Although not much is known about its formation, those facts are thought to be involved with whatever religious, mystical or spiritual elements were central to its construction.

The monument field at Stonehenge is open from 19:00 on Monday 20 June to 08:00 on Tuesday 21 June. Admission is free, but parking fees apply.

The Solstice Car Park opens at 7pm on 20th June with last admissions at 6am (or when full, if earlier) on 21st June. The car park will close at 12 noon on 21st June.

Visitors, including sunrise-worshipping Druids for whom it is a religious occasion, are encouraged to use public transport or arrange to car share.

How else do people celebrate it?

It’s not just for the arch-druids in Wiltshire – there are celebrations worldwide among lots of different cultures.

The holidays, festivals and rituals do tend to have themes of religion or fertility.

Read more: ‘Fridgehenge’ pranksters mark summer solstice with homage to Stonehenge – made out of white goods

In Latvia there’s Jāņi, when women wear wreaths on their heads. Estonia has Jaanipäev or St John’s Day, which marks a change in the farming year.

Wianki happens in Poland, with roots in a pagan religious event, and Kupala Night happens in Russia and Ukraine, where people jump over the flames of bonfires in a ritual test of bravery and faith.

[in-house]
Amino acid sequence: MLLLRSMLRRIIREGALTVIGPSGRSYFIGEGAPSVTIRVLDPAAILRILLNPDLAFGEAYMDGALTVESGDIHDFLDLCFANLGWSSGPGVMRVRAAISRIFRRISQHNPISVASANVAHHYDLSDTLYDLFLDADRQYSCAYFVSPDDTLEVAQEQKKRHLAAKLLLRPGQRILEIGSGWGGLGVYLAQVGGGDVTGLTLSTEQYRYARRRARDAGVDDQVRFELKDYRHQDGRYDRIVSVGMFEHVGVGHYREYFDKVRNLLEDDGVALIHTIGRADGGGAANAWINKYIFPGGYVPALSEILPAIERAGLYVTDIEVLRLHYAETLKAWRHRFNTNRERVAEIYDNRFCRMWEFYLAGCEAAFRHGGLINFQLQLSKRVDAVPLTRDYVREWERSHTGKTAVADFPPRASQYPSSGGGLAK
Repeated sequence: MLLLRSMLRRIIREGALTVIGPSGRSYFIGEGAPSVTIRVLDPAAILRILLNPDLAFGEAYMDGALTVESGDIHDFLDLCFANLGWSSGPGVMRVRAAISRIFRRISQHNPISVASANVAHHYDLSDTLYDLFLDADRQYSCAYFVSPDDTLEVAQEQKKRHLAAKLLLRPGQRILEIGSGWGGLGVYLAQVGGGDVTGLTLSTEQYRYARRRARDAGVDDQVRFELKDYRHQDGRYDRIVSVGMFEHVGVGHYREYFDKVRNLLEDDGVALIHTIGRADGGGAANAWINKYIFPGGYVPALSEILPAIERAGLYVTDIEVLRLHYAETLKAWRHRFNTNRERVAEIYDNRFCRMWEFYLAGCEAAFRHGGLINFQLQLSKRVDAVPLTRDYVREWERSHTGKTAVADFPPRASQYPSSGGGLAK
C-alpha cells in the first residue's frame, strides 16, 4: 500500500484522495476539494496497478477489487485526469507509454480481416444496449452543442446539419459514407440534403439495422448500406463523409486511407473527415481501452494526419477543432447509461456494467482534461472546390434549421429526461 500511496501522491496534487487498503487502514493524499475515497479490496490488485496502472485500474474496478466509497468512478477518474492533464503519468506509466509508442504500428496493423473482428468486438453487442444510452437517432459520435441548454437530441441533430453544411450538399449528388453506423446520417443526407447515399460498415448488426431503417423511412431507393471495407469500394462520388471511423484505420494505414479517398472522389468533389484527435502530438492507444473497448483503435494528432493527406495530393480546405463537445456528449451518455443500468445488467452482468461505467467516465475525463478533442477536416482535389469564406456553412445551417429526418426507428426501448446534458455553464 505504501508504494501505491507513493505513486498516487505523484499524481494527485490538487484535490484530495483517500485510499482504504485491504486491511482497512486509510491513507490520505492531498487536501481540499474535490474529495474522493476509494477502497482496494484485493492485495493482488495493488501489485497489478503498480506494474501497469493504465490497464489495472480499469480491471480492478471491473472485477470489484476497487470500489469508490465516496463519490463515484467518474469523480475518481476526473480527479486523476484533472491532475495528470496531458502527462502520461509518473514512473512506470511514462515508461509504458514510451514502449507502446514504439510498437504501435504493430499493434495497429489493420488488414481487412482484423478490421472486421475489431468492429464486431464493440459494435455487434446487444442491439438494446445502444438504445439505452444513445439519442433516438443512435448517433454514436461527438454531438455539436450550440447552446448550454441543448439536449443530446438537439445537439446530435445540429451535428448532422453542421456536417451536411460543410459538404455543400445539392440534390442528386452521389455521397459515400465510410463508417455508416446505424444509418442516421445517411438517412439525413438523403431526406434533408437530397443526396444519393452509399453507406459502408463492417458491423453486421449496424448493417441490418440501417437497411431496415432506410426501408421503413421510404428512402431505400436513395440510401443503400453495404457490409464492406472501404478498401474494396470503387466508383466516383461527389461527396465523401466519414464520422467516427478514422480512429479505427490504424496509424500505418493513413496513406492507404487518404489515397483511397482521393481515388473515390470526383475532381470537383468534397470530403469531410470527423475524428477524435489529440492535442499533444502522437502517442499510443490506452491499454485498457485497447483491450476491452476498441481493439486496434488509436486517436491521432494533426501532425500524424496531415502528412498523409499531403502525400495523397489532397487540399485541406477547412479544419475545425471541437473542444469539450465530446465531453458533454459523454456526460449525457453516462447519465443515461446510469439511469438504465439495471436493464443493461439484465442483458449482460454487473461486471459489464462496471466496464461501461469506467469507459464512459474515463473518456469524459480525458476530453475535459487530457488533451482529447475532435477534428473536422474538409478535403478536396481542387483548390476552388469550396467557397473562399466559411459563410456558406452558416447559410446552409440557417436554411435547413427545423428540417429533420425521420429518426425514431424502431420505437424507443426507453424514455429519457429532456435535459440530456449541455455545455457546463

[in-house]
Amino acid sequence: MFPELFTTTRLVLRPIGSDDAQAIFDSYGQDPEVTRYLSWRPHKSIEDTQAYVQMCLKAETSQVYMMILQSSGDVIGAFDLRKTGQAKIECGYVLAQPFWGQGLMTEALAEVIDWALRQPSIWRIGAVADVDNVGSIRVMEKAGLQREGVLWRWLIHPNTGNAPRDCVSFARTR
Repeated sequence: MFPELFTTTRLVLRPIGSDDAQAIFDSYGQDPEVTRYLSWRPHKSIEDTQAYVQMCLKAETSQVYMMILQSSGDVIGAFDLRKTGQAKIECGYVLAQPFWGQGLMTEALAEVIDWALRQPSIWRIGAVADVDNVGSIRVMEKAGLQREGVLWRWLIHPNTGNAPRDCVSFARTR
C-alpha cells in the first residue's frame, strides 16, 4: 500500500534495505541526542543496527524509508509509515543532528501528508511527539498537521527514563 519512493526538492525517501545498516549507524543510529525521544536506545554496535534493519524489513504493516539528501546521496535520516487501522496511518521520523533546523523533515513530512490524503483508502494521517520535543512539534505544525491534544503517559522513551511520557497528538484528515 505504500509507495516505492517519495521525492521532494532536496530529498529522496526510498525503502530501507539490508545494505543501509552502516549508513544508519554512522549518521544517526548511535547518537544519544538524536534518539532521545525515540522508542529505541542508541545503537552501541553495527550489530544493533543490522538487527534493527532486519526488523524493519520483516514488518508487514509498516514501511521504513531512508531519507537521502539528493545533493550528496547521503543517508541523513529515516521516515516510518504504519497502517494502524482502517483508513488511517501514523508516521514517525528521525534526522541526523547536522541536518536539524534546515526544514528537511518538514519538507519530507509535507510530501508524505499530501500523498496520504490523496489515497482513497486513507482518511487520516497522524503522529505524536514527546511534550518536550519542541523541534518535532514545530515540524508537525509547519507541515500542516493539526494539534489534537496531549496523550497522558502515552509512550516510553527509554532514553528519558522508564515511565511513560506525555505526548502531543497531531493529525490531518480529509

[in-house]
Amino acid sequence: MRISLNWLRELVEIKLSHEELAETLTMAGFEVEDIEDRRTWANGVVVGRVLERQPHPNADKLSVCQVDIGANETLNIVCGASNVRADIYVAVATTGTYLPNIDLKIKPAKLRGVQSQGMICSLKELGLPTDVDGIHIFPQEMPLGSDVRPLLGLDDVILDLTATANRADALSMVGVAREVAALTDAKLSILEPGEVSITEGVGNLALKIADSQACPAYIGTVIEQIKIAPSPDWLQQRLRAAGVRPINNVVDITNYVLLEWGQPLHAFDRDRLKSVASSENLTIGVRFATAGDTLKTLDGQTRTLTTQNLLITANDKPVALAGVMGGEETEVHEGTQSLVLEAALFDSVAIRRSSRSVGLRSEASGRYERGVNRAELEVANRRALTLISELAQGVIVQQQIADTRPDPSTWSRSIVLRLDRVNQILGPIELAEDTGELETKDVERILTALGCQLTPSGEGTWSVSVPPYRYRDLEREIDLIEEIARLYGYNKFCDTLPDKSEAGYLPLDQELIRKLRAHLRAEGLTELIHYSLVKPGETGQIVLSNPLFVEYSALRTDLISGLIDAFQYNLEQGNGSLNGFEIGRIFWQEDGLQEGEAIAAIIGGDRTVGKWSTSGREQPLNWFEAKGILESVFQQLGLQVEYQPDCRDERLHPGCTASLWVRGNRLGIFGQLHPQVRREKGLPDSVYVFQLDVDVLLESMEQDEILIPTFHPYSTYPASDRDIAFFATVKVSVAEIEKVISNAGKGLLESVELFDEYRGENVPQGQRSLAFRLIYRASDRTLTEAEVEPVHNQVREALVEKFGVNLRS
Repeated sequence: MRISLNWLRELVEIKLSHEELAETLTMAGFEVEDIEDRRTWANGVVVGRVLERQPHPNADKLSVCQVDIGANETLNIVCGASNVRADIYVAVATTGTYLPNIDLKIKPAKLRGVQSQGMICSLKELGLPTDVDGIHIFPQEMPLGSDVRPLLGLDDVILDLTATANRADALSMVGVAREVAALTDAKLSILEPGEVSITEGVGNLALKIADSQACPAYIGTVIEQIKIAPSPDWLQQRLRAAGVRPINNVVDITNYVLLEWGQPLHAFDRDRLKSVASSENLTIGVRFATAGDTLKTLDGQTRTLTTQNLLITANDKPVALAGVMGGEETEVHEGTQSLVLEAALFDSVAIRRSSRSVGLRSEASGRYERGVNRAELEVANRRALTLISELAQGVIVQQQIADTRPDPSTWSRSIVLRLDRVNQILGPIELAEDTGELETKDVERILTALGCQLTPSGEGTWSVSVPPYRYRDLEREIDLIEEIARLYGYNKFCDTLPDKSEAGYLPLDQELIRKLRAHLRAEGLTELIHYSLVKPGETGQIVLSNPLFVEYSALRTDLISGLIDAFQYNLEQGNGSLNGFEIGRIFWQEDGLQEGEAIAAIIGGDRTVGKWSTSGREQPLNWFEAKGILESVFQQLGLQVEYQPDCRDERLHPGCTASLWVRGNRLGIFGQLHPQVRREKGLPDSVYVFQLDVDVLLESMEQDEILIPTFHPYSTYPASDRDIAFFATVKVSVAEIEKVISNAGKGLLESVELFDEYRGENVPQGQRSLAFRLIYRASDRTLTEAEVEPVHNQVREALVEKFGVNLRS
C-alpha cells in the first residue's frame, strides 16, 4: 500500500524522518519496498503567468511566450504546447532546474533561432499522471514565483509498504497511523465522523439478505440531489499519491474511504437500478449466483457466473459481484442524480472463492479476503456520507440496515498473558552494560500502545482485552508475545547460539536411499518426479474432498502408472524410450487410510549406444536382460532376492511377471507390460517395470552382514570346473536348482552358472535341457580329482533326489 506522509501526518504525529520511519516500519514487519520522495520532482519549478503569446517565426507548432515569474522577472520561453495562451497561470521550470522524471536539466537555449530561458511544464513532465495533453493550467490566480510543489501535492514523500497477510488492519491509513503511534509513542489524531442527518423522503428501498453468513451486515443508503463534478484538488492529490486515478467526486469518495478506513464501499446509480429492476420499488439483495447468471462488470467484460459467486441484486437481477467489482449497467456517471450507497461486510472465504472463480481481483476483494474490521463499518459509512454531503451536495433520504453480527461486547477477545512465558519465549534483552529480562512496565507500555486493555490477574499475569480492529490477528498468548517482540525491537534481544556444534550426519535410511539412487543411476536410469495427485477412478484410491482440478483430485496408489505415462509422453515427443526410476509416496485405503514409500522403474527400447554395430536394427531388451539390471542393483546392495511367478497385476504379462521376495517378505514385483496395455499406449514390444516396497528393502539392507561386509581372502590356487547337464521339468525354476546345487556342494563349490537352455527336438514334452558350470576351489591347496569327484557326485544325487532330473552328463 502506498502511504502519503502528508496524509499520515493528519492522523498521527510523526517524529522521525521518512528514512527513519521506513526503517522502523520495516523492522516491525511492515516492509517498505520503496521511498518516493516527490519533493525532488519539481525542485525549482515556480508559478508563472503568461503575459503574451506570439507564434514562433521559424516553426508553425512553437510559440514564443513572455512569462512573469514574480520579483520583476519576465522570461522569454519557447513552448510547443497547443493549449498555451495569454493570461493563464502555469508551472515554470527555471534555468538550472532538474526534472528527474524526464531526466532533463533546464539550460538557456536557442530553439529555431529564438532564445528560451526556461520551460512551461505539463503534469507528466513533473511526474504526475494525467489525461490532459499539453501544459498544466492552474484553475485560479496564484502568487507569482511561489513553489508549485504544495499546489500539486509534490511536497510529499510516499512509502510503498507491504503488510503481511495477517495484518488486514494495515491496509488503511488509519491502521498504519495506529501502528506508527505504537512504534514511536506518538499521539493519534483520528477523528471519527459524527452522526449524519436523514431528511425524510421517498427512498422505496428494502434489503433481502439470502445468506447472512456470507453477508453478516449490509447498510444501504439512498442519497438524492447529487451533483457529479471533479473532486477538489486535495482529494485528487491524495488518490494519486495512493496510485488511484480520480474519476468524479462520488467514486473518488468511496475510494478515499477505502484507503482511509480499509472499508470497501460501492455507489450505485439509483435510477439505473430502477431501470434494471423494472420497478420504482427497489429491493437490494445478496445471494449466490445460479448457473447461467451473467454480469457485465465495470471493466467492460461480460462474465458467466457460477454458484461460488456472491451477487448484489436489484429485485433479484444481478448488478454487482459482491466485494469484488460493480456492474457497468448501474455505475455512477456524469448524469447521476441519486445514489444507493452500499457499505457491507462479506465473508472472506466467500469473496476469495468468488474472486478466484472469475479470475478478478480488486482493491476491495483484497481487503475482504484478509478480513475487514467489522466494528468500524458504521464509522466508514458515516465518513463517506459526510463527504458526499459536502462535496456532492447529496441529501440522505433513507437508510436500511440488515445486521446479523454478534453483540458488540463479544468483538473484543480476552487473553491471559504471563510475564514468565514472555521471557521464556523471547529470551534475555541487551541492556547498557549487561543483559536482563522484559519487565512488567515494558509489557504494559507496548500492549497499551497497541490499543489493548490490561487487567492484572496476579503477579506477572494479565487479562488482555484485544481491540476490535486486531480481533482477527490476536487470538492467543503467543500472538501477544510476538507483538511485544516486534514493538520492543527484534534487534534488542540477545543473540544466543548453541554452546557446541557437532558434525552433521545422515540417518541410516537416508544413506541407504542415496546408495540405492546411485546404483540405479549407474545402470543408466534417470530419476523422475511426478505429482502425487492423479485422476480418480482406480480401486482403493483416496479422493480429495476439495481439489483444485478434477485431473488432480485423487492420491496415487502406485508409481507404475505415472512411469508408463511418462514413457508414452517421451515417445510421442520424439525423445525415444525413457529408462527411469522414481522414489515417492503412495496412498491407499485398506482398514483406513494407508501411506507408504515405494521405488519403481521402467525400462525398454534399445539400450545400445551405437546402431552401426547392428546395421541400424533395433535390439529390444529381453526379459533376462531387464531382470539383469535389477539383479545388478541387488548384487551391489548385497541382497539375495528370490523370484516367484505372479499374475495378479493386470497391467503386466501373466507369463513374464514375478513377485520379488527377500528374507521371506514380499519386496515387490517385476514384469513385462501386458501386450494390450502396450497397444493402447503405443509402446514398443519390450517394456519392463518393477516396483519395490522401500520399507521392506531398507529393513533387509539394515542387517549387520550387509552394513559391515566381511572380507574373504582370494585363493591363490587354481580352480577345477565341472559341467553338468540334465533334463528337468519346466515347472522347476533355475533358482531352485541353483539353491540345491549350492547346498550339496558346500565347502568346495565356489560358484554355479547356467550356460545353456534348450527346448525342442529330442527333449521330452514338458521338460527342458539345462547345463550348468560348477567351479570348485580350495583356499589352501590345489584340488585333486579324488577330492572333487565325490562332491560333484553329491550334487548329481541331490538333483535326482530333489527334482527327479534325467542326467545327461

Are the days going to be shorter now?

They will of course get shorter between now and the winter solstice on December 21, but don’t worry, we’re not talking early dark nights quite yet.

Read more: Stonehenge and Statue of Liberty ‘in direct and immediate danger’ from climate change

Article Source: Kirstie McCrum ,  (Daily Mirror)

Stonehenge Summmer Solscice Open Access

“We strongly advise anyone planning to come to Stonehenge for solstice to leave their cars at home and travel by public transport. Salisbury is easily accessible by train and the local Salisbury Reds bus company will be running a special service from Salisbury to Stonehenge through Saturday night and into the next day. Solstice Events are offering their usual transport from Bath and Stonehenge guided tours are offering their small group tour from London.

Follow  @St0nehenge @EH_Stonehenge @HighwaysEngland and @Wiltshirepolice for#summersolstice updates on the night.

If you are unable to visit Stonehenge on the Solstice you can watch our LIVE PERISCOPE BROADCAST

The Stonehenge News Blog

 

 

 





How DID they move the bluestones?

27 05 2016

The Heritage Journal

An experiment by University College London has just shown that mounting huge stones on a sycamore sleigh and dragging it along timbers required far less effort than was expected. According to Prof Mike Parker-Pearson: “It was a bit of a shock to see how easy it was to pull the stone.”

It reminded us of experiments starting in 2005 organised by Gordon Pipes, a carpenter from Derbyshire and a member of Heritage Action. He formed a group of interested amateur antiquarians, including mainly our members, called ‘the Stonehengineers’ and staged a demonstration (appropriately, at the National Tramway Museum) of a method he believed may have been used. He called it “stone rowing” and his idea was that lifting the stones on levers and moving them along in a series of short steps would involve less friction and therefore require less effort than hauling them on rollers – so far fewer…